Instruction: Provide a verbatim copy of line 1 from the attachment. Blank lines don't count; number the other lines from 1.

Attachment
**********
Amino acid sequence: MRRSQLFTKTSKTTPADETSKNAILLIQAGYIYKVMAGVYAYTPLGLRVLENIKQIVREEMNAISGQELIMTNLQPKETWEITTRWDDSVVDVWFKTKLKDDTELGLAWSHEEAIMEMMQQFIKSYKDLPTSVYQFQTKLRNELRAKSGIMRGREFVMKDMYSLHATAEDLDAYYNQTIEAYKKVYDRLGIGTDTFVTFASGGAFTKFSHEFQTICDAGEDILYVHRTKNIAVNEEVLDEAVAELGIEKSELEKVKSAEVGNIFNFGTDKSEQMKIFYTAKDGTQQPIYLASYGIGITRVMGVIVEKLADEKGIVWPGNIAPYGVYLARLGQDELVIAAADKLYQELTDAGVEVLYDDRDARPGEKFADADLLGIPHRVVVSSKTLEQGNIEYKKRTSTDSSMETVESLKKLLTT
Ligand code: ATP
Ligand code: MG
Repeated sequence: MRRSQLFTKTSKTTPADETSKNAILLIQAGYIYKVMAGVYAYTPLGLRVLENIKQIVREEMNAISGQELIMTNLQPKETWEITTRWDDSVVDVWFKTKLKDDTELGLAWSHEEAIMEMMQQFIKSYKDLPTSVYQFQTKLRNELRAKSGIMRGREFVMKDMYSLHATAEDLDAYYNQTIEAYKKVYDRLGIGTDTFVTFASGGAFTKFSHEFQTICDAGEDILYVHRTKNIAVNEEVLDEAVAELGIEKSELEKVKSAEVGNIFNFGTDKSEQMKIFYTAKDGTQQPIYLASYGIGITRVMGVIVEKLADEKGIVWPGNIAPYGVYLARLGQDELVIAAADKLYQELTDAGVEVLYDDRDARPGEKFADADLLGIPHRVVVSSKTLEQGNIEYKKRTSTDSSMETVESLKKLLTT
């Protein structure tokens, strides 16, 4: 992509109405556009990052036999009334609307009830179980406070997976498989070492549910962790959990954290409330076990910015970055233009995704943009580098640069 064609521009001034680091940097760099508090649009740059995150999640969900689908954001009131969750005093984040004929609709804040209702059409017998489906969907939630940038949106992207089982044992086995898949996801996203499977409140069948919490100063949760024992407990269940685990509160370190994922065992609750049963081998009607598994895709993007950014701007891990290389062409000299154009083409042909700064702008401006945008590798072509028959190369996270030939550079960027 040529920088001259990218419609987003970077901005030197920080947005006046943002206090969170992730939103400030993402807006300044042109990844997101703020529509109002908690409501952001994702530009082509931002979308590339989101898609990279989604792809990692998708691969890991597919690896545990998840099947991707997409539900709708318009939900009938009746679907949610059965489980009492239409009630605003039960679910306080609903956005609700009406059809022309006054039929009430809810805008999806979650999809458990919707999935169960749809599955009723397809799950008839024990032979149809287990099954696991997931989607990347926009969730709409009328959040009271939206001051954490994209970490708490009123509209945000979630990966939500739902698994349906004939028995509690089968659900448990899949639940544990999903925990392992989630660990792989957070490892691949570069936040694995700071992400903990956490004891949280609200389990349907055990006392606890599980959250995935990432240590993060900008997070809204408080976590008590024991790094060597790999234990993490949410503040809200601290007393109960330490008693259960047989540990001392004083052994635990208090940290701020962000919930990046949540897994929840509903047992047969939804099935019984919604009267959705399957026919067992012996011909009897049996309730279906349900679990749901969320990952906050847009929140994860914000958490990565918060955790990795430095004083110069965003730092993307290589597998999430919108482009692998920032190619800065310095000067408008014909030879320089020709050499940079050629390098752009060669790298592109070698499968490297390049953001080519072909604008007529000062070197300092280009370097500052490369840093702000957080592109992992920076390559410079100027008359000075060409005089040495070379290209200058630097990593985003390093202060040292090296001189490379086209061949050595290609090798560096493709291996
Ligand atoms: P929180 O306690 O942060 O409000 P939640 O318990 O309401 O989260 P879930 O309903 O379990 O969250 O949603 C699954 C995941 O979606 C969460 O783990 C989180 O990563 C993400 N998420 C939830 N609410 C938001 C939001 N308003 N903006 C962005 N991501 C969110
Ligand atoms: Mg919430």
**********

Amino acid sequence: MRRSQLFTKTSKTTPADETSKNAILLIQAGYIYKVMAGVYAYTPLGLRVLENIKQIVREEMNAISGQELIMTNLQPKETWEITTRWDDSVVDVWFKTKLKDDTELGLAWSHEEAIMEMMQQFIKSYKDLPTSVYQFQTKLRNELRAKSGIMRGREFVMKDMYSLHATAEDLDAYYNQTIEAYKKVYDRLGIGTDTFVTFASGGAFTKFSHEFQTICDAGEDILYVHRTKNIAVNEEVLDEAVAELGIEKSELEKVKSAEVGNIFNFGTDKSEQMKIFYTAKDGTQQPIYLASYGIGITRVMGVIVEKLADEKGIVWPGNIAPYGVYLARLGQDELVIAAADKLYQELTDAGVEVLYDDRDARPGEKFADADLLGIPHRVVVSSKTLEQGNIEYKKRTSTDSSMETVESLKKLLTT